Los Alamos National Laboratory, in collaboration with SLAC and Goddard Space Flight Center, have begun developing a high-duty-factor, MeV-range linear accelerator intended for use on satellites, specifically to probe the magnetosphere-ionosphere linkage. The design makes use of low-beta C-band cavities operating at moderate gradients, individually powered by 500-W RF amplifier chips. We present the current state of the design, and technology maturation efforts including RF amplifier performance studies, cavity tuner design and an initial acceleration test using a DC beam source and single RF cavity.
 
DOI • reference for this paper ※ https://doi.org/10.18429/JACoW-IPAC2018-THPMF090  
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THPMK014 Quantitative Analysis of Multipole Errors Induced by Mechanical Deformations of an Undulator multipole, undulator, dipole, sextupole 4321
 
  • T.Y. Chung, C.H. Chang, C.-S. Hwang
    NSRRC, Hsinchu, Taiwan
  • H.W. Luo
    NTHU, Hsinchu, Taiwan
 
  To minimize unwanted beam dynamics effects in a storage ring, multipole errors in an undulator are normally reduced by sorting and shimming methods. Nonetheless, an investigation of the error source is worth pursuing and interesting. Our work focuses on multipole errors introduced by mechanical deformations of an APPLE-II type undulator, which undergoes complicated forces during operation. Our results give guidelines for mechanical specifications derived from quantitative analyses.  
DOI • reference for this paper ※ https://doi.org/10.18429/JACoW-IPAC2018-THPMK014  
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THPMK015 Low Momentum Compaction Lattice Operation of the Taiwan Photon Source lattice, emittance, storage-ring, quadrupole 4325
 
  • C.-C. Kuo, C.H. Chen, J.Y. Chen, P.C. Chiu, K.T. Hsu, K.H. Hu, C.H. Huang, C.C. Liang, C.Y. Liao, Y.-C. Liu, Z.K. Liu, H.-J. Tsai, F.H. Tseng
    NSRRC, Hsinchu, Taiwan
 
  In order to provide short bunch length for picosecond time-resolved experiments and for coherent IR/THz radiation, low momentum compaction factor (alpha) lattices have been commissioned recently at the Taiwan Photon Source (TPS). The momentum compaction can be positive or negative and its value can be reduced by more than two orders of magnitude. In this paper, we discuss variable low alpha lattice optics, its beam dynamics issues, the measured momentum compaction and bunch lengths as well as beam orbit stability issues, etc.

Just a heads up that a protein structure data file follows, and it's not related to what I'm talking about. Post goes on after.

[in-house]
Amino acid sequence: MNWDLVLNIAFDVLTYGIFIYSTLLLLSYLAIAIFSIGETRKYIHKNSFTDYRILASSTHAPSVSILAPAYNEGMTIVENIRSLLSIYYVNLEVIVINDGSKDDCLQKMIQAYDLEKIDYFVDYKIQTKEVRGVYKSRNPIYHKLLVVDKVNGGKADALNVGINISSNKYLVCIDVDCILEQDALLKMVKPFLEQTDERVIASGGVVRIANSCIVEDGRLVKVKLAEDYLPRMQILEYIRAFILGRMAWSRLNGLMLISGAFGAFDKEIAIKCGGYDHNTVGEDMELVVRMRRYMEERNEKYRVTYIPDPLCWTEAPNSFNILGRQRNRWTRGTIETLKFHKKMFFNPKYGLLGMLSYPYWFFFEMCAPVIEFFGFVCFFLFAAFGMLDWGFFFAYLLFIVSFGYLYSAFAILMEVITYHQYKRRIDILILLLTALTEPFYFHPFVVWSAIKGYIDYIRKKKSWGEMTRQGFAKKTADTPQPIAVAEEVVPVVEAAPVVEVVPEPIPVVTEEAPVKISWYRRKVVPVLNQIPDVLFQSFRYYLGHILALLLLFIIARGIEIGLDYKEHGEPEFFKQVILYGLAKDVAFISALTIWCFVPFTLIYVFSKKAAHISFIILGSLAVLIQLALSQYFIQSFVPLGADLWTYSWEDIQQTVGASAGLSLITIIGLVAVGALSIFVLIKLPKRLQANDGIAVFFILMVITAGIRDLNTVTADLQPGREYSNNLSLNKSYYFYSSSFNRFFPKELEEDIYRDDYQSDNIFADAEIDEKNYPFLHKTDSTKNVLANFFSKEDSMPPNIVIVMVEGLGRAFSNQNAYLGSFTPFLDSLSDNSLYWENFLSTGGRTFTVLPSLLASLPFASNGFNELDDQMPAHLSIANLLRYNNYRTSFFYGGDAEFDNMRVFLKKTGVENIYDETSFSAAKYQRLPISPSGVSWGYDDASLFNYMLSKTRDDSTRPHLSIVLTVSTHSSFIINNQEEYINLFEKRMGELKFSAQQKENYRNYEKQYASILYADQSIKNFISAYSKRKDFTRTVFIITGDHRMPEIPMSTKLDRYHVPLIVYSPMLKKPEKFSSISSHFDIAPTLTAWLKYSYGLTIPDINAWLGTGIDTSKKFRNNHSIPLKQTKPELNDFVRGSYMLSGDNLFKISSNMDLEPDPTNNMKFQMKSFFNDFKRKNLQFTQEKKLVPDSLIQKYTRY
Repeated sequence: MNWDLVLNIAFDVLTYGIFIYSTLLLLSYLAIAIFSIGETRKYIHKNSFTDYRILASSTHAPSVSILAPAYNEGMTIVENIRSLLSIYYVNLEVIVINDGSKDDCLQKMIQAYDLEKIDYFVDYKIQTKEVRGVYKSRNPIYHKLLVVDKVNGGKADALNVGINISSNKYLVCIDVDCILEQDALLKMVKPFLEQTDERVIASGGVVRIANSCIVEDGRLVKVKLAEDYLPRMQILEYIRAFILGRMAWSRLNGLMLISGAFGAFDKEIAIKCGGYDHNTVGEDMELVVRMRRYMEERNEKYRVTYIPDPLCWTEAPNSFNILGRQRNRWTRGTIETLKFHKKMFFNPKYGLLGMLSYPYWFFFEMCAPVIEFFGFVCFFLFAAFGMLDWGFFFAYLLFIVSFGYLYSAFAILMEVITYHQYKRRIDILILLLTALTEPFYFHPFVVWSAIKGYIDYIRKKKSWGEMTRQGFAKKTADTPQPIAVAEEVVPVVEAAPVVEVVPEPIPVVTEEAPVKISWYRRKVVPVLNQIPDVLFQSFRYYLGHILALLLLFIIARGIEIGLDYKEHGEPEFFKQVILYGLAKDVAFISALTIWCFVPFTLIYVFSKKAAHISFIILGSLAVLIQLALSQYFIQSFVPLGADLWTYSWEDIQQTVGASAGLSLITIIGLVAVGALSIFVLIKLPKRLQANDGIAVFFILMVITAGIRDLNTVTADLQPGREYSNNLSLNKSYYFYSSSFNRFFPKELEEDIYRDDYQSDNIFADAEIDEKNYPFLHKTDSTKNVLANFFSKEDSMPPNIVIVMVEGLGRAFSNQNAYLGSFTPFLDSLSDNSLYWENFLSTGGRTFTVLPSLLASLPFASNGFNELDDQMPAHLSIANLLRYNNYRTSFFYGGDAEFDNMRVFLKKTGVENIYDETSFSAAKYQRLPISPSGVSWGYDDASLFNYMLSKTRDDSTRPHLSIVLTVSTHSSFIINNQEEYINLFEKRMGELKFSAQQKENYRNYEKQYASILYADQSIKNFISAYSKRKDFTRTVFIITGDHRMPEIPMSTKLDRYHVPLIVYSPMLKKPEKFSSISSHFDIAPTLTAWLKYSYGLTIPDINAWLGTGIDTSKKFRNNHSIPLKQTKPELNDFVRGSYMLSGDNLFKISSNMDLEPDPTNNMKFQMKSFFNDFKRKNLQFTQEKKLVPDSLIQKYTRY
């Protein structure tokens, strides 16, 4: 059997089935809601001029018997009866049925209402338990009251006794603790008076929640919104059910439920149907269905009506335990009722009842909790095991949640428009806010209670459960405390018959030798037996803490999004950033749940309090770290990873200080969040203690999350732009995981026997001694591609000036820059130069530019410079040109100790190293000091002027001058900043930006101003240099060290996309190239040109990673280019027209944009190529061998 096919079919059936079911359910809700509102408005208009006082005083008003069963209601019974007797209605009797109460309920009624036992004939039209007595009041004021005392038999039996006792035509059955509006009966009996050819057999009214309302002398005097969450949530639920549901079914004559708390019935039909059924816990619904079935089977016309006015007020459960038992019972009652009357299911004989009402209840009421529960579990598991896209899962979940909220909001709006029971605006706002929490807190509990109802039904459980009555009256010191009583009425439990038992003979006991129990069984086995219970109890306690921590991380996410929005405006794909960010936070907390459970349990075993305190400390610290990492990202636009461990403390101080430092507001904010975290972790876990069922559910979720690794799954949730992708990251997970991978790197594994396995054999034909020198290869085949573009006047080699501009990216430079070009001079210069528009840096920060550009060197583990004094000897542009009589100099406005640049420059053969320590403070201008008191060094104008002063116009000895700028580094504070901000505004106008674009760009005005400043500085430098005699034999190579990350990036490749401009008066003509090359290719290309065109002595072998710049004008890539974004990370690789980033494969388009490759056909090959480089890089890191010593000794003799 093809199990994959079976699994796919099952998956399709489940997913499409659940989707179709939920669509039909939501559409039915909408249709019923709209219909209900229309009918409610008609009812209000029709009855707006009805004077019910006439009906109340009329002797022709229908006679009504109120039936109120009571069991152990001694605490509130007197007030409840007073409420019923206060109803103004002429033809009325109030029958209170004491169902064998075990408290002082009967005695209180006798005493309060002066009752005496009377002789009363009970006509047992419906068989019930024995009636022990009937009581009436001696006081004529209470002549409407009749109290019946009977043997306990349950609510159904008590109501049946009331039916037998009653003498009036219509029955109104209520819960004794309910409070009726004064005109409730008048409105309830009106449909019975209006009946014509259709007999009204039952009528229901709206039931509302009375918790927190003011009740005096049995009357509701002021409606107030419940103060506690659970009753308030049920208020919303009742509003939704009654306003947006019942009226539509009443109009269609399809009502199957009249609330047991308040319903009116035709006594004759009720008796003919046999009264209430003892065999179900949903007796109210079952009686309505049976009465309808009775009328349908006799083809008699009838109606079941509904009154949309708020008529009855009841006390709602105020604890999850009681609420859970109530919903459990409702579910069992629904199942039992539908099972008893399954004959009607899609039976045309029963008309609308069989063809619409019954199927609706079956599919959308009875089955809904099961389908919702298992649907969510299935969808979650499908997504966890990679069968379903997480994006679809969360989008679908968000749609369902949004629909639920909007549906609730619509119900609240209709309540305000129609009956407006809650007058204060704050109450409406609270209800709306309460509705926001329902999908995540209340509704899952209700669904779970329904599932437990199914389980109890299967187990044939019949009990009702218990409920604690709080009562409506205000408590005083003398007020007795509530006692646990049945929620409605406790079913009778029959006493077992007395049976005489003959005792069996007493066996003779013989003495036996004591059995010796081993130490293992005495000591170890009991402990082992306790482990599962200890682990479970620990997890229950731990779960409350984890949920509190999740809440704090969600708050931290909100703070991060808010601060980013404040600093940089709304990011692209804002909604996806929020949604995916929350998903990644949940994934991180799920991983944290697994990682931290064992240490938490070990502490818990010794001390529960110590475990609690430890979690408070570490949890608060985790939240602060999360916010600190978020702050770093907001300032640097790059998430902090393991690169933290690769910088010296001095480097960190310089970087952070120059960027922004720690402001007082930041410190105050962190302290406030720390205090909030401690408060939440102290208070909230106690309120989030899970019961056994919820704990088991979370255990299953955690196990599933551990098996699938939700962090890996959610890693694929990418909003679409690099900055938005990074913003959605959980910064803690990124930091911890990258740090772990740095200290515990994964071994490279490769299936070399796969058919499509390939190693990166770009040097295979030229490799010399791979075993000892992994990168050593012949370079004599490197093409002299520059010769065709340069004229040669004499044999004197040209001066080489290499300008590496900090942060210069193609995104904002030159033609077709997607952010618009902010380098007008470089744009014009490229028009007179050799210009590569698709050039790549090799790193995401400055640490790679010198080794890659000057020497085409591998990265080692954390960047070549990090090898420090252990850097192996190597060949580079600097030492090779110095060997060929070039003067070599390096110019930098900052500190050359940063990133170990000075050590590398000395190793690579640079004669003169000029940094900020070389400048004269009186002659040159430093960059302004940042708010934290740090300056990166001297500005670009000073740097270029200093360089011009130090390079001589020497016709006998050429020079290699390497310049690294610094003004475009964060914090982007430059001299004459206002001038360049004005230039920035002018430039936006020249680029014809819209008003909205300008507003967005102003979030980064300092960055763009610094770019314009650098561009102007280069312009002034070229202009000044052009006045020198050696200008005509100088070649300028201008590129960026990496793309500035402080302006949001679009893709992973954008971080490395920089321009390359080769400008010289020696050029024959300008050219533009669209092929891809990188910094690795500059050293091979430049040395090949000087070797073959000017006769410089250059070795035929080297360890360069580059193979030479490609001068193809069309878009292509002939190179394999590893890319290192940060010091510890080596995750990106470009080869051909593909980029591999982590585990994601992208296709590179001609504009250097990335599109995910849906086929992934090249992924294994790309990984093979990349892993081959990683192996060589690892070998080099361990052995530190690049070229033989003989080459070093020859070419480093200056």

DOI • reference for this paper ※ https://doi.org/10.18429/JACoW-IPAC2018-THPMK015  
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THPMK031 Elliptically Polarizing Undulator Design for PAL-XFEL undulator, FEL, controls, electron 4362
 
  • S.J. Lee, J.H. Han, D.E. Kim
    PAL, Pohang, Kyungbuk, Republic of Korea
 
  Funding: This research was supported by Basic Science Research Program through the National Research Foundation of Korea (NRF) funded by the Ministry of Science and ICT (2017R1C1B1012852).
Elliptically polarizing undulator (EPU) is under consideration as after-burner for the PAL-XFEL soft X-ray beamline to control the FEL polarization. In the soft X-ray line, seven planar undulators with a 35 mm period and 5 m length are in operation. To provide a polarization control of the FEL in the 1 to 3 nm wavelength, we compare the two types of EPUs, APPLE-II, and APPLE-X. The K value ranges for various operation modes are numerically studied for two undulator periods, 35 and 40 mm, of these EPU types.
 
DOI • reference for this paper ※ https://doi.org/10.18429/JACoW-IPAC2018-THPMK031  
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THPMK032 RADFET Installation at PAL-XFEL Undulator undulator, radiation, FEL, controls 4366
 
  • J.H. Han, Y.G. Jung, D.E. Kim, S.J. Lee, G. Mun
    PAL, Pohang, Kyungbuk, Republic of Korea
 
  Two undulator beamlines, one hard X-ray and one soft X-ray, are in operation at PAL-XFEL. Radiation produced during the FEL operation may impair the magnetic property of the undulator magnets and affect the FEL performance. Accumulated radiation at the undulator sections is being measured by using optically stimulated luminescent dosimeters (OSLDs) once per few months. Over 10 Gy gamma ray was detected at some locations at both undulator beamlines. However, in the measurement using the OSLDs we do not have information on which accelerator operation modes produce such high level of radiation on the undulators. To measure accumulated radiation in real time, we installed radiation-sensing field-effect transistors (RADFETs). We report the characteristics of the RADFET sensors and the installation at the PAL-XFEL undulator beamlines.  
DOI • reference for this paper ※ https://doi.org/10.18429/JACoW-IPAC2018-THPMK032  
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THPMK033 PAL-XFEL Linac RF System Status klystron, controls, electron, FEL 4369
 
  • H.-S. Lee, Heo, J.Y. Heo, J.H. Hong, H.-S. Kang, K.H. Kim, S.H. Kim, D.H. Na, S.S. Park, Y.J. Park
    PAL, Pohang, Kyungbuk, Republic of Korea
 
  Funding: Ministry of Science and ICT
The PAL-XFEL Linear Accelerator began user support in March 2017 after one year of RF conditioning in 2016. The energy jitter was 0.013% when operating the H-X linear accelerator with 46 modulators, Klystron, LLRF, SSA and vacuum system at 6.838 GeV energy during user support period. So far, we have replaced four klystrons and 10 thyratron switches. We also measured the influence of temperature changes of RF components according to repetition rates of the machine. We will report on the measurement results of this operating experience and performance.